Statistics such as those would be enough to please any coach, though not Bento, whose side narrowly missed out on a direct ticket to UEFA EURO 2012 and now face Bosnia-Herzegovina in the play-offs, where defeat would leave the Portuguese without a place at the continental finals for the first time in 20 years.
The situation is somewhat typical of Bento’s topsy-turvy reign, which began when he took over from Carlos Queiroz last September. Dispelling the doubts raised by Portugal’s patchy showing at the 2010 FIFA World Cup South Africa™, the new coach oversaw an encouraging run of results, which included a 4-0 friendly defeat of world champions Spain.
Yet just when the Portuguese seemed to have regained their poise and prestige, along came Denmark, who consigned them to a 2-1 defeat in the final game of their EURO 2012 qualifying group and an unwanted place in the play-offs.
That unexpected reverse, in a game Bento’s men only needed to draw, triggered media criticism for the coach. In contrast, however, the players are rallying round the former international midfielder as they prepare for the two-legged decider with the Bosnians, among them Hugo Almeida.
“Paulo Bento’s doing a great job with the national team,” the big Besiktas forward told FIFA.com. “The players understand where he’s coming from and everything’s going nicely.”
“These things happen,” continued Almeida, in reference to the setback the Portuguese suffered against the Danes. “Unfortunately, it wasn’t a good day for us and Denmark did what they had to do to get the win. When all’s said and done, I think it was a very good test of how the team is developing, even if the result has checked our progress a little.”
Men on a mission
After the highs and lows of the last few months, Bento and his players are hoping for less of a rollercoaster ride when they take on the Bosnians, whom they beat 2-0 on aggregate two years ago to secure their place at South Africa.
A repeat of the 1-0 away win they secured then will suit the Portuguese just fine when the two sides meet again in Zenica on Friday evening. Their hosts are in high spirits, however, following their excellent showing in a difficult group and last month’s valiant 1-1 draw against section winners France in Paris.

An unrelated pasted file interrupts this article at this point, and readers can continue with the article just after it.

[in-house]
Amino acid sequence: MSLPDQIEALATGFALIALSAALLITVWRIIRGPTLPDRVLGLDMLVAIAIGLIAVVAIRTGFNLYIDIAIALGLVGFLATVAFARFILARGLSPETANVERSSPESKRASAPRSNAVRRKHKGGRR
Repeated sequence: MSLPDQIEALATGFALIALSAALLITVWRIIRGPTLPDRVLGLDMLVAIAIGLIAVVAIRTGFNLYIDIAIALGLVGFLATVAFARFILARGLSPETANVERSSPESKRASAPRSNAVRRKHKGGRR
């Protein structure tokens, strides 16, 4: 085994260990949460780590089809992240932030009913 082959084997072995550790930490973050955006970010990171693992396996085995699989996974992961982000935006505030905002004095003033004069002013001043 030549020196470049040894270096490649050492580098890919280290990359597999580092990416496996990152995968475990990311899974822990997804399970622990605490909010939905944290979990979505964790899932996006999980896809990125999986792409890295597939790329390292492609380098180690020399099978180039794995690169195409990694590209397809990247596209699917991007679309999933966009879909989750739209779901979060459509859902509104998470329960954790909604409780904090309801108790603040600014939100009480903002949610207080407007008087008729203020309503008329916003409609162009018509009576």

“Bosnia are a very strong side with some excellent players and they know more about us now,” added Almeida. “There’s no doubt it’s going to be more nerve-wracking than in 2009, and they’ll be out for revenge.”
Like Fabio Coentrao and Pepe, Almeida featured in the 2009 tie against the Balkan side but missed the trip to Denmark. And like the Real Madrid duo, he has now been recalled to the squad for what is the biggest game of Bento’s tenure, one in which their experience will be valuable.
“It’s a tough place to play. It’s a small ground, the pitch is not the best and the fans put a lot of pressure on you. That’s going to make it tough but at least we know what to expect,” explained Almeida, who is pleased nevertheless that Portugal will be at home in the second leg, unlike two years ago. “It’s an advantage for us. They need to get a result at home and that’s where we might be able to surprise them.”
A brighter future
That kind of confidence is essential if Portugal are to move on from their calamity in Copenhagen and set the seal on a promising first year for Bento, who is hoping to stay in the post for some time yet, at least through to Poland and Ukraine 2012.
“The team’s done some really good things lately,” said the strapping Almeida, rounding things off. “I think we’ve got enough quality and experience not just to get through, but to kick on and go a long, long way at the European finals. I’ve got a lot of faith in this generation of Portugal players.”